Climate change is the greatest challenge of our times. Experts explain that we must take urgent action to cut global emissions nearly in half by 2030 and eliminate them completely by 2050.
'Net zero emissions’ and ‘carbon neutrality’ are interchangeable terms that relate to the dire need to achieve ecological balance on Earth, by reducing climate pollution and implementing processes that reduce the impact of pollution to as close to zero as possible.
Achieving overall ecological balance requires the phasing out of fossil fuel emissions, along with adopting efficient, renewable energy and taking measures to reduce emissions from agriculture and forestry.
A World Bank report, Decarbonizing Development: Three Steps to a Zero Carbon Future, lays out three steps for a smooth transition to a zero-carbon future and includes data, examples and policy advice. The first step is to plan for the future. Governments need to make proactive choices that lay the groundwork for future development, designing public transportation for cities and thinking ahead about the research and technology that will be needed 20 to 50 years from now.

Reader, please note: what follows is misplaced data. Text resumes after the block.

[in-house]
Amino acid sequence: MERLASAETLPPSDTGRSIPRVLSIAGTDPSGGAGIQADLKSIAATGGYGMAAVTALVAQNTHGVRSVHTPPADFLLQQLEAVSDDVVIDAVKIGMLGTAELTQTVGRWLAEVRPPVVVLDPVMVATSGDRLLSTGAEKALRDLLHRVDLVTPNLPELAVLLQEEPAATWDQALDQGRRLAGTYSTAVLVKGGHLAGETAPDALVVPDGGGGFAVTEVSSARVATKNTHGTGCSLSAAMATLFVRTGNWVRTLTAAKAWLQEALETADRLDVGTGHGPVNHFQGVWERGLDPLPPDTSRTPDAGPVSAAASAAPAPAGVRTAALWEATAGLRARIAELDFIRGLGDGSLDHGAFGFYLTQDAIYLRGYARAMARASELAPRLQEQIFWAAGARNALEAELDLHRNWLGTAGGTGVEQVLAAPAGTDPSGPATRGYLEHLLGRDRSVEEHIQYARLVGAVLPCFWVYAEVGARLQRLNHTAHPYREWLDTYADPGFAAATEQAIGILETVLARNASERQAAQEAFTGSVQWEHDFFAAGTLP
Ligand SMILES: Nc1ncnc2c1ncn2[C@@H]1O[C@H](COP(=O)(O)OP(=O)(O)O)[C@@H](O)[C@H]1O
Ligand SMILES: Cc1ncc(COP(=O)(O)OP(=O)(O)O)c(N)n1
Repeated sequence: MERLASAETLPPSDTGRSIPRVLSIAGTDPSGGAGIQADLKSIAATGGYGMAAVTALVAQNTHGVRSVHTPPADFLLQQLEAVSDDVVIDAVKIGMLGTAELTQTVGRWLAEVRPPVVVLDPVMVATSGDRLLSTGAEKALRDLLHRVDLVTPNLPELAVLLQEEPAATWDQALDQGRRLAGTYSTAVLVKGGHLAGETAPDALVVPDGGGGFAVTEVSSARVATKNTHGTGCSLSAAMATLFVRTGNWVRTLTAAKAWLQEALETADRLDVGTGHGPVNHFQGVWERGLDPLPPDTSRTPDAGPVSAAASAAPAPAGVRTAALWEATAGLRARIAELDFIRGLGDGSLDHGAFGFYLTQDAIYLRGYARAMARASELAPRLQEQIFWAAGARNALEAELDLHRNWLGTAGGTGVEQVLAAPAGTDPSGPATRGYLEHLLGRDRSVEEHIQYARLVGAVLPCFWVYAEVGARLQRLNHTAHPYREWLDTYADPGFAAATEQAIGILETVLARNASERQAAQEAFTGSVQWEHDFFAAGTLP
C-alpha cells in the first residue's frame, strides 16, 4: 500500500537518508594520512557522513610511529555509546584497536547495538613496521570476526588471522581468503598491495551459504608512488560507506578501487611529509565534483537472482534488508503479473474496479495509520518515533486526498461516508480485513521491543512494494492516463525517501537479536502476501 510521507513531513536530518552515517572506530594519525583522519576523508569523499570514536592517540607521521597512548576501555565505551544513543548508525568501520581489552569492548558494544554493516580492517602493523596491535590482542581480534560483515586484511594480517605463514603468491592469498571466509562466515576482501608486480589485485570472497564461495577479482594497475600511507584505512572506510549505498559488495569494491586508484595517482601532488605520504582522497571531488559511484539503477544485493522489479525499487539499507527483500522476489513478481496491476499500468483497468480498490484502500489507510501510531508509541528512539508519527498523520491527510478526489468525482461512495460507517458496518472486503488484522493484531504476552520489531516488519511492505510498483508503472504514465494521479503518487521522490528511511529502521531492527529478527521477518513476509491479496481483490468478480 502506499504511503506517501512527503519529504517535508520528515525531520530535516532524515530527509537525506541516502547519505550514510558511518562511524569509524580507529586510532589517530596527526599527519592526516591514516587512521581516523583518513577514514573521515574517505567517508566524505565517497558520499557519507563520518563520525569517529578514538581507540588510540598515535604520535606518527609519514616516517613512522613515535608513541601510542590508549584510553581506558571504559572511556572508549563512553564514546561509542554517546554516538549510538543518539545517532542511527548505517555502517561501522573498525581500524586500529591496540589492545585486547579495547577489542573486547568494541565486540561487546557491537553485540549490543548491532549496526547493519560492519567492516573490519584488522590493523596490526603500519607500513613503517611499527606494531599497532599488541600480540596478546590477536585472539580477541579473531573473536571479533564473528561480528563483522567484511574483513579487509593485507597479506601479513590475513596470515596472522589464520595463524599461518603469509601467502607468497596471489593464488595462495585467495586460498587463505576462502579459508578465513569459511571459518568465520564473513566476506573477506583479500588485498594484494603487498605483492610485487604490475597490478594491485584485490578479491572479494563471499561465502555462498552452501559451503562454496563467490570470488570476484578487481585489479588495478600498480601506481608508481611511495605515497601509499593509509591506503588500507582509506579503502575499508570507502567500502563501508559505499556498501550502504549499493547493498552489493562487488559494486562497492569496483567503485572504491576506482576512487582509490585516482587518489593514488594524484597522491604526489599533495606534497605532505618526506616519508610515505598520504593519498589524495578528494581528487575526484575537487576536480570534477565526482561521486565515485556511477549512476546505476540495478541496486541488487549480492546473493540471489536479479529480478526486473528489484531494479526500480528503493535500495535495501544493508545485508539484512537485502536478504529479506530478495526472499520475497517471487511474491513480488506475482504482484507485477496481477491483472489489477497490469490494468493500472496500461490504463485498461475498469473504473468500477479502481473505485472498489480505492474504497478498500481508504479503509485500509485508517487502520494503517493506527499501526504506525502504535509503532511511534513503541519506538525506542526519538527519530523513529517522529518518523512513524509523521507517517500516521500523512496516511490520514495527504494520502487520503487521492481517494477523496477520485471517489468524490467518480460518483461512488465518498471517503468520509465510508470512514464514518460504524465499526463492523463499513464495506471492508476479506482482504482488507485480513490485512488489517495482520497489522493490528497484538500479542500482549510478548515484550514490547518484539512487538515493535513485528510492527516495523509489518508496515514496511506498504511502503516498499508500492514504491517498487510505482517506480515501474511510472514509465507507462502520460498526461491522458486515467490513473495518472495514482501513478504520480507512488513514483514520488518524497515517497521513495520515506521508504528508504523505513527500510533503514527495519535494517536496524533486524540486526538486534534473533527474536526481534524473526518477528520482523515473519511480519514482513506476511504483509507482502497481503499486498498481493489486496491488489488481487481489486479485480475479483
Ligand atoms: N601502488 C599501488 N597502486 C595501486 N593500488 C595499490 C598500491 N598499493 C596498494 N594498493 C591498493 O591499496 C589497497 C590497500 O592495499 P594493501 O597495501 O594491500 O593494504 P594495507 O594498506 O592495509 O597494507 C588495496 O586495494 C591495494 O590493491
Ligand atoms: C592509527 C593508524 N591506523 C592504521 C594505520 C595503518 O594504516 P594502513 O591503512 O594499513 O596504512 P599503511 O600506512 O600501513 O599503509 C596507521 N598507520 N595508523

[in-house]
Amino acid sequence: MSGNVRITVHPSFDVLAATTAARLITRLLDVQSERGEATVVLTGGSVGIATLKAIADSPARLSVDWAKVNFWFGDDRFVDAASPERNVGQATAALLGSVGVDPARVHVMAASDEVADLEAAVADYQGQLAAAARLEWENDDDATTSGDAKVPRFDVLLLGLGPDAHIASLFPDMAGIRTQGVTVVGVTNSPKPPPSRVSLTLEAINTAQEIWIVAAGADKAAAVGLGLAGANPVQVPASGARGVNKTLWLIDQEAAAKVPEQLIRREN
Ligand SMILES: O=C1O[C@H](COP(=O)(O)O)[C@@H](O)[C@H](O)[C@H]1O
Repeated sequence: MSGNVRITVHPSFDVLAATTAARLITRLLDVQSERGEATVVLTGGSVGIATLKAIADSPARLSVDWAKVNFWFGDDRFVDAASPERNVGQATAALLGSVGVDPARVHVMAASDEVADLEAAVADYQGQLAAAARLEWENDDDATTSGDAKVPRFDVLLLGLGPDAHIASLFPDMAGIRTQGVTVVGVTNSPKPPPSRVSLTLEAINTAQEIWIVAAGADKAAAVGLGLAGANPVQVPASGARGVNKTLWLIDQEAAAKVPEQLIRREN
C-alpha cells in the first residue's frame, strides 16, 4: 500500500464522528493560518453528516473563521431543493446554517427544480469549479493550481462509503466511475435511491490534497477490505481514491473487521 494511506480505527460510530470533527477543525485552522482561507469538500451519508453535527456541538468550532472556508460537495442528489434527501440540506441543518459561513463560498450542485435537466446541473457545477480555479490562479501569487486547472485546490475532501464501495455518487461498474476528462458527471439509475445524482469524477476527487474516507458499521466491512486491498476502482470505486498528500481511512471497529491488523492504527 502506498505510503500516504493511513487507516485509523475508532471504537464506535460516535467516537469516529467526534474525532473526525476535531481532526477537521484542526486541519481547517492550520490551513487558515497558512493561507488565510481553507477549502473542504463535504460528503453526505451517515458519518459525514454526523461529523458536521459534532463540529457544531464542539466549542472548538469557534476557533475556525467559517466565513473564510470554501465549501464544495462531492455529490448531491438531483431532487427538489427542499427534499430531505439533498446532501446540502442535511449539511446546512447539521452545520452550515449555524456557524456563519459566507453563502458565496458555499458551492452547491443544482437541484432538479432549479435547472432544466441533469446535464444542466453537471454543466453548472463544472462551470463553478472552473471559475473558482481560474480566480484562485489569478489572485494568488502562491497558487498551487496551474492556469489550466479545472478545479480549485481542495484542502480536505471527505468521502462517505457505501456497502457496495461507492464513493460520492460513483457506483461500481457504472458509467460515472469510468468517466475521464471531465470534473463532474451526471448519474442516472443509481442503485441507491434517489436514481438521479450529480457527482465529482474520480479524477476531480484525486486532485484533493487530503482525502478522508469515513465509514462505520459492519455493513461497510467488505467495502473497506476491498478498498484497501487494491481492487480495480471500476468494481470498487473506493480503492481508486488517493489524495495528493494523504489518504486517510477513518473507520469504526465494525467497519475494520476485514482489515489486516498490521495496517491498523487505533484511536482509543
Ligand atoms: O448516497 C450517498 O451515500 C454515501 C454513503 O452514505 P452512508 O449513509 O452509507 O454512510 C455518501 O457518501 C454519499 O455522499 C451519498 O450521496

The second step is to get prices right as part of a broad policy package.Currently, the market fails to incorporate the cost of environmental damage from greenhouse gas emissions. Putting a price on carbon through a carbon tax or cap-and-trade system is an efficient way to raise revenue while encouraging lower emissions. Another helpful tactic is lowering tariffs on low-carbon goods like solar panels and energy-efficient light bulbs.
The third step is to facilitate a smooth transition. Two ways to provide revenue while reducing carbon emissions are: removing fossil fuel subsidies and implementing a carbon tax or cap-and-trade system. The funds made available can go toward education, healthcare and infrastructure, as well as provide support for the poor.
Last August, 19 urban areas across the globe with a combined population of 130 million committed to significantly reduce greenhouse gas emissions by requiring that new buildings operate at net zero carbon by 2030. The mayors of Los Angeles, San Francisco, New York City, Washington D.C., Toronto, Vancouver, London, Paris, Sydney, Tokyo, and Johannesburg, among others, signed the Net Zero Carbon Buildings Declaration.
The declaration also pledges to ensure these cities’ buildings, both old and new, will meet net-zero carbon standards by 2050. All the cities making this commitment will establish a roadmap to reach net zero carbon buildings, create supporting incentives and programs and report annually on progress.
Achieving net zero carbon emissions won't be easy, but it is still possible. It will require the collaboration of the public and government leaders as well as education and heightened awareness of what we must do, individually and collectively, to protect and conserve our precious planet.